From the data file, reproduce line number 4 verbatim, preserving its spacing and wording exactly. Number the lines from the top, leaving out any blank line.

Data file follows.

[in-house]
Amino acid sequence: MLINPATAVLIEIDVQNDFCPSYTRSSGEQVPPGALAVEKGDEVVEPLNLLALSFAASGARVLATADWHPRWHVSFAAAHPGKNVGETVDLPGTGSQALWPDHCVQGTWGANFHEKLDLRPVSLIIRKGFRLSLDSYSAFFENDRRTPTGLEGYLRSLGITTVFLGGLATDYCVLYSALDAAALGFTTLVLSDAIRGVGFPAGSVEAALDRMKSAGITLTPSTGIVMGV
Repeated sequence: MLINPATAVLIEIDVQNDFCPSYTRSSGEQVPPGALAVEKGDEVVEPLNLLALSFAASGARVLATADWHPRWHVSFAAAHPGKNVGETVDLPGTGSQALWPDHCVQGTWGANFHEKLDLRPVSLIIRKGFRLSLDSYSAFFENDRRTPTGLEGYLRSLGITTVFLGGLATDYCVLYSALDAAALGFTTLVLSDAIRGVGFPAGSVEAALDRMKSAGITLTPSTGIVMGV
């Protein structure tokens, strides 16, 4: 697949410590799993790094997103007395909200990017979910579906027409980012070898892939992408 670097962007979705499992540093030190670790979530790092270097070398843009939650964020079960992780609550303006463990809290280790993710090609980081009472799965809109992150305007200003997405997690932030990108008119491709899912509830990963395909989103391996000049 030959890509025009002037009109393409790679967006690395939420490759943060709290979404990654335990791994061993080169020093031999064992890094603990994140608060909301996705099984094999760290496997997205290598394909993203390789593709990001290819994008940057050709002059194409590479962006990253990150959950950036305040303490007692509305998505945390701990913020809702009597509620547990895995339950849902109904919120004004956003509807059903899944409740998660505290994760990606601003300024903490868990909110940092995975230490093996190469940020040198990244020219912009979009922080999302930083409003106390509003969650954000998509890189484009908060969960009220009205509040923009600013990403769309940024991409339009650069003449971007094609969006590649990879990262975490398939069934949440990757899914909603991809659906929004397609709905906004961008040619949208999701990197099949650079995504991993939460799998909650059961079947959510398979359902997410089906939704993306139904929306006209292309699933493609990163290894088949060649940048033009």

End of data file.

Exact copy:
């Protein structure tokens, strides 16, 4: 697949410590799993790094997103007395909200990017979910579906027409980012070898892939992408 670097962007979705499992540093030190670790979530790092270097070398843009939650964020079960992780609550303006463990809290280790993710090609980081009472799965809109992150305007200003997405997690932030990108008119491709899912509830990963395909989103391996000049 030959890509025009002037009109393409790679967006690395939420490759943060709290979404990654335990791994061993080169020093031999064992890094603990994140608060909301996705099984094999760290496997997205290598394909993203390789593709990001290819994008940057050709002059194409590479962006990253990150959950950036305040303490007692509305998505945390701990913020809702009597509620547990895995339950849902109904919120004004956003509807059903899944409740998660505290994760990606601003300024903490868990909110940092995975230490093996190469940020040198990244020219912009979009922080999302930083409003106390509003969650954000998509890189484009908060969960009220009205509040923009600013990403769309940024991409339009650069003449971007094609969006590649990879990262975490398939069934949440990757899914909603991809659906929004397609709905906004961008040619949208999701990197099949650079995504991993939460799998909650059961079947959510398979359902997410089906939704993306139904929306006209292309699933493609990163290894088949060649940048033009």